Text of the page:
Coal is a cheap fuel because of its abundant reserves, but it emits harmful gases and particulates, leaves ash when it burns, and contaminates the environment because of transportation. It is also hard to ignite as compared to gas or petrol fuels. To change coal into a clean and convenient fuel has been people's long time expectations. Briquetting is one of the approaches; the other approach is gasification that requires large scale factory, big investment and may produce secondary pollution.
Briquetting had developed into a mature technology, especially in some resources restricted but technically advanced countries such as Japan, before these countries shifted to high quality energy (oil, gas and electric). In Britain coal was widely used before smokeless zones became widespread. Now these countries no longer use it but briquetting is receiving high attention in developing countries where oil and gas are scarce and woodfuel supply diminishes. The output of briquettes has increased very fast in India, Pakistan, South Korea and particularly in China where the output has almost tripled in the nineteen eighties. The technology of coal briquetting has been developed for almost a 100 years. There are numerous useful results, but a lot of work remains to be done. Research on briquetting technology has been focused on the following:
If a high temperature zone can be established over the burning briquette, the volatile gas will be burnt and little smoke will come out. But this condition is difficult to achieve especially while starting the fire. The design of stove is an important factor for smokeless combustion. Here the key point is adequate air supply that should result a coefficient of surplus air around 1.1 to 1.3. Some advanced stove designs provide secondary air, ensuring complete combustion with a smaller coefficient of surplus air, so the combustion temperature can be very high. It is natural, that the less volatile matter in the coal, the less the smoke produced while burning. This is the reason why the briquette is best made of anthracite but is much less abundant than bituminous or lignite in reserves.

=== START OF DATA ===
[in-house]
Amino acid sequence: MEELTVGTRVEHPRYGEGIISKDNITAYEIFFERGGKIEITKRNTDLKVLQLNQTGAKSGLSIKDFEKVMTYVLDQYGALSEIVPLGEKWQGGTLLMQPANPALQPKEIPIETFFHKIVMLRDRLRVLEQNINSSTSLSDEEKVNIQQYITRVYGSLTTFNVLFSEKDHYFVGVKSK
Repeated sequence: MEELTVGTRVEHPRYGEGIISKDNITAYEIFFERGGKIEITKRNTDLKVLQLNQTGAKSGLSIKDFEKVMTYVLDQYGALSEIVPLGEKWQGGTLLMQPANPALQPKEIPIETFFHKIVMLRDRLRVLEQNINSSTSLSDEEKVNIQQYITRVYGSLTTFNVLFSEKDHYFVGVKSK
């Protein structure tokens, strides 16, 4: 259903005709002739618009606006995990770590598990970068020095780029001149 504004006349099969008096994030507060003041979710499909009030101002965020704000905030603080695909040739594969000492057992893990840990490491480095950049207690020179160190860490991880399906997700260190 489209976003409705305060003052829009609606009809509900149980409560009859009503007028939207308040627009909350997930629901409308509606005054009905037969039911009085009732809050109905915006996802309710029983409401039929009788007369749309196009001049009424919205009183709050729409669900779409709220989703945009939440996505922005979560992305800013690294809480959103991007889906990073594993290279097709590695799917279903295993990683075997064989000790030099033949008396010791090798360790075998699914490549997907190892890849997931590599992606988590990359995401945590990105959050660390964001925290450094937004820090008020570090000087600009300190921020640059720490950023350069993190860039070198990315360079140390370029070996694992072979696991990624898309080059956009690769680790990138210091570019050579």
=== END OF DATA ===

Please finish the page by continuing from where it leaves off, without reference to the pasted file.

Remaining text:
Engineers have tried hard to use bituminous coal to make smokeless briquette, but not satisfactorily succeeded. Carbonization is an important way to change the properties of bituminous coal to fit the requirement in making briquettes. The technology of carbonization varies with production scale: In case of small scale it creates heavy pollution to the environment; in case of large scale, the pollutants turn to be by-products but large investment is needed.
The process of making briquettes usually consists of crushing, screening, mixing (with binder or adhesive) and pressing. The details of each process vary widely. For example, the pressure employed in pressing can be from 70 to 5600 kg/cm and the temperature can be from room temperature to around 500° C depending on the property of raw coal and the usage of briquettes
Reduction of cost
By changing the proportion of raw materials and simplifying technology, the cost of production can be reduced. The management of briquetting factories has also been greatly improved including appropriate location of factory, convenient way of distributing to the households and more utilization of indigenous raw materials.